The divine master of horses
Revanta or Raivata (Sanskrit: रेवन्त, lit. "brilliant") is a minor Hindu deity. According to the Rig-Veda, Revanta is the youngest son of the sun-god Surya, and his wife Sanjna (Saranya). Revanta is chief of the Guhyakas (गुह्यक), semi-divine and demonic class entities – like the Yakshas – who are believed to live as forest dwellers in Himalayas. Images and sculptures of Revanta often show him as a huntsman on a horse, with a bow and arrow.
Mary Boyce, Frantz Grenet and Roger Beck identify Revanta have merged from the Zoroastrian god Mithra, as Iranian invaders, who invaded north-western India, brought their religion with them, that infused into Hinduism by first century AD. They stress on the descriptions of both the deities as riding gods and "Revanta" originating from the Avestan "raevant", which is an epithet of Mithra.
The tale of Revanta's birth is narrated in scriptures like Vishnu Purana and Markandeya Purana. Once, Sanjna, the daughter of celestial architect Vishvakarma and wife of Surya, unable to take the fervour of the Sun-god, repaired to the forests to engage in devout austerities in the form of a mare. She placed her shadow Chhaya, who looked just like Sajna in her position as Surya's wife. When Surya realised that Chhaya was not the real Sanjna, he searched for Sanjna and finally found her in the forests of Uttar Kuru. There, Surya approached Sanjna disguised as a horse. Their union produced the twin-Ashvins and Revanta. In Kurma Purana and Matsya Purana, the mother of Revanta is named Rajni, another wife of Surya. While in another chapter of Markandeya Purana, he is son of Chhaya and his brothers are the Saturn-god Shani and Savarni Manu.
Markandeya Purna further adds he was assigned the duty as chief of Guhyakas by Surya and to protect mortals "amid the terrors of forests and other lonely places, of great conflagration, of enemies and robbers." Sometimes, Revanta is depicted as combating robbers in reliefs.
Another tale from the Devi Bhagavata Purana has a passing reference to Revanta. Once when Revanta – riding on the seven headed horse Uchaishravas – went to Vishnu's abode, Vishnu's wife goddess Lakshmi was mesmerized with the horse and ignored a question asked by the Lord. Thus, she was cursed by her husband to become a mare.
Markandeya Purana describes Revanta as "holding a sword and bow, clad in an armour, riding on horseback, and carrying arrows and a quiver". Kalika Purana describes him carrying a sword in right hand and a whip in his left, seated on a white horse. Thus he is called Haya-Vahana, one who rides a horse. Varahamihira describes him as accompanied by attendants for hunting.
In sculpture, Revanta is often depicted with the Guhyakas, whose chief he is, in scenes of hunting. Apart from the attributes described in texts like the sword, bow; he sometimes also carries a cup of wine in his hand. Revanta is often depicted wearing long boots reaching up to the calves, unlike other Hindu divinities – except Surya – who are depicted barefoot. Revanta is depicted seated on a horse and accompanied by a hunting dog. Revanta's attendants are depicted with various hunting weapons like lances and swords. Some of them are shown blowing a conch or beaming drums or holding an umbrella over the head of their lord, the umbrella being the symbol of royalty. Also, some of them are depicted as flying or holding wine or water jars. Sometimes, an attendant carries a dead boar in his shoulder or the dog chasing a boar.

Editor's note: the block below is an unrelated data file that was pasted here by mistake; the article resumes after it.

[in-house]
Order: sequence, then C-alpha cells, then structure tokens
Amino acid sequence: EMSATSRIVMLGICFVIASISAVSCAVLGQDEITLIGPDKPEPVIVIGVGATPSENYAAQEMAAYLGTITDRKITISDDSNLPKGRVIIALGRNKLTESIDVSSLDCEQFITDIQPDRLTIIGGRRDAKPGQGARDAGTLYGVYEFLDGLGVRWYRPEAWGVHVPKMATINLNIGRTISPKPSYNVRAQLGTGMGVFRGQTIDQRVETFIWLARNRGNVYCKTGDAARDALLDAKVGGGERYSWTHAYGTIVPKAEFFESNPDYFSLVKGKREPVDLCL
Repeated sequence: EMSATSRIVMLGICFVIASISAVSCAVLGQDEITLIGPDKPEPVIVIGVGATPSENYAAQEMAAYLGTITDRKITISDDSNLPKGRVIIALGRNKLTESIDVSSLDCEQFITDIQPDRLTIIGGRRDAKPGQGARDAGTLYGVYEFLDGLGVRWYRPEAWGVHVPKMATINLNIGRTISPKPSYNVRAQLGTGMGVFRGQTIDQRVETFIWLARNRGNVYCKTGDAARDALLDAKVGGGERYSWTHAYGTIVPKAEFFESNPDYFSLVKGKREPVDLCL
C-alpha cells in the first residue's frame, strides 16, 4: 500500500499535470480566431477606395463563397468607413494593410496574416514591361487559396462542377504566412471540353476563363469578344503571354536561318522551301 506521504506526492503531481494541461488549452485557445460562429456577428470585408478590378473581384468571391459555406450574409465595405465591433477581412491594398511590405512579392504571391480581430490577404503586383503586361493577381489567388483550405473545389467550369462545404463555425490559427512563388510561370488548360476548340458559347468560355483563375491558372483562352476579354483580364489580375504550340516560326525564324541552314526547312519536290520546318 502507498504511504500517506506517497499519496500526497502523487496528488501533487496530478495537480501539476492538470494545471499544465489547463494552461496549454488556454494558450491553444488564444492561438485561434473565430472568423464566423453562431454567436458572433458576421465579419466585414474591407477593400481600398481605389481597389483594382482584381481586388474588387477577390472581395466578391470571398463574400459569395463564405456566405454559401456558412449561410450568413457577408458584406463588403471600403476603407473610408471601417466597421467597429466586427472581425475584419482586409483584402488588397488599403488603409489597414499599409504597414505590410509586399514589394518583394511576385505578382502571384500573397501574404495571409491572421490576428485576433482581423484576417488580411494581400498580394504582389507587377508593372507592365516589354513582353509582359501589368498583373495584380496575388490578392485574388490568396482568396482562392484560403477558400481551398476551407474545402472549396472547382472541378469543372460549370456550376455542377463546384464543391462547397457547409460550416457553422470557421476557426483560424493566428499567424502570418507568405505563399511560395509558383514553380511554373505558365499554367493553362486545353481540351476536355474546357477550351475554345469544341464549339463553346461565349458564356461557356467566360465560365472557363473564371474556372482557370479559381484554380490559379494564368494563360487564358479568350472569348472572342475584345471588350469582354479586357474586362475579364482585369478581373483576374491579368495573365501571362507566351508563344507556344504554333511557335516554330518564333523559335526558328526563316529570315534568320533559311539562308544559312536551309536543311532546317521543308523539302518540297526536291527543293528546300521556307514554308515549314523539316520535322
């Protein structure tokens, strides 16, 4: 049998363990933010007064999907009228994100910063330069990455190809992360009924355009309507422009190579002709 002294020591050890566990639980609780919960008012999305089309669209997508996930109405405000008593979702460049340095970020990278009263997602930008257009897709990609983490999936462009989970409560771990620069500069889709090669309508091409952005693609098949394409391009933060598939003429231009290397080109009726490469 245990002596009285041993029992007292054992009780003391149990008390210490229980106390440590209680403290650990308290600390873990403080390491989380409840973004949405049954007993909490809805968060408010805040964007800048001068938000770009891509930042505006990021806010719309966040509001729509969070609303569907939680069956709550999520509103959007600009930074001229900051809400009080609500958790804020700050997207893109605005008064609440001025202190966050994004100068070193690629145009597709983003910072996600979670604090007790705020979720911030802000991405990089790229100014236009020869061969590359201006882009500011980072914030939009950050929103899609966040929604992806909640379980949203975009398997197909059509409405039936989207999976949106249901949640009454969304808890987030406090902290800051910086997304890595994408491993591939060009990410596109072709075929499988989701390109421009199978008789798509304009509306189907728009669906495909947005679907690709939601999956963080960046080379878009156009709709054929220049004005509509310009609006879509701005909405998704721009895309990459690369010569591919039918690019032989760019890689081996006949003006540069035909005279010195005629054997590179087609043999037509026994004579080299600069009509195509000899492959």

Revanta was worshipped as guardian deity of warriors and horses, protector from the dangers of forests and the patron god of hunting. The worship of Revanta is closely associated with Saura, cult of Surya. Often, scriptures like Vishnudharmottara Purana and Kalika Purana recommend worship of Revanta alongside Surya or according to the rituals of Sun worship. Shabha-kalpa-druma records Revanta's worship after Surya's, in the Hindu month of Ashvin by warriors. Nakula, the fourth Pandava, is believed to have written Ashavashastram on horses. He suggests worship of Raivata to protect horses from ghosts.
The worship of Revanta was popular in the early-mediaeval period, particularly in Rajasthan. Revanta is mostly depicted in Vaishnava and Surya temples. There is a stone inscription that talks about a temple to Revanta, as the principal deity, in Vikranapur (modern Kotgaph, Madhya Pradesh) built by the Kalachuri king Ratnadeva II.
- Monier-Williams Dictionary: Revanta
- Monier-Williams Dictionary:Guhyaka
- A History of Zoroastrianism by Mary Boyce, Frantz Grenet, Roger Beck pp.485-6
- Singh 1997, pp. 2605–6
- Danielou, Alain (1991), The Myths and Gods of India: The Classic Work on Hindu Polytheism, Inner Traditions / Bear & Company, p. 96, ISBN 0-89281-354-7.
- A Talaqdar of Oudh (2008), "XI", The Matsya Puranam: Part I, The Sacred books of the Hindus 18, Cosmo Publications, p. 32, ISBN 81-307-0532-X
- Vibhuti Bhushan Mishra (1973), Religious Beliefs and Practices of North India During the Early Mediaeval Period, BRILL, p. 37, ISBN 90-04-03610-5.
- Doniger O'Flaherty, Wendy (1980), Women, androgynes, and other mythical beasts, University of Chicago Press, p. 218, ISBN 0-226-61850-1.
- Singh 1997, p. 2606
- Singh 1997, pp. 2611, 2613
- Kalia, Asha (1982), Art of Osian Temples: Socio-Economic and Religious Life in India, 8th-12th Centuries A.D., Abhinav Publications, pp. 119–120, ISBN 0-391-02558-9.
- Singh 1997, pp. 2606–14
- Singh 1997, pp. 2607
- Singh 1997, p. 2609
- Singh 1997, pp. 2615–16
- Iconography of Revanta by Brijendra Nath Sharma, Published 1975, Abhinav Publications,86 pages, ISBN 0-7128-0116-2.
- M. L. Carter (1988), Revanta, an Indian Cavalier God, Annali dell'Istituto Orientale di Napoli, vol. 48, fasc. 2 (1988)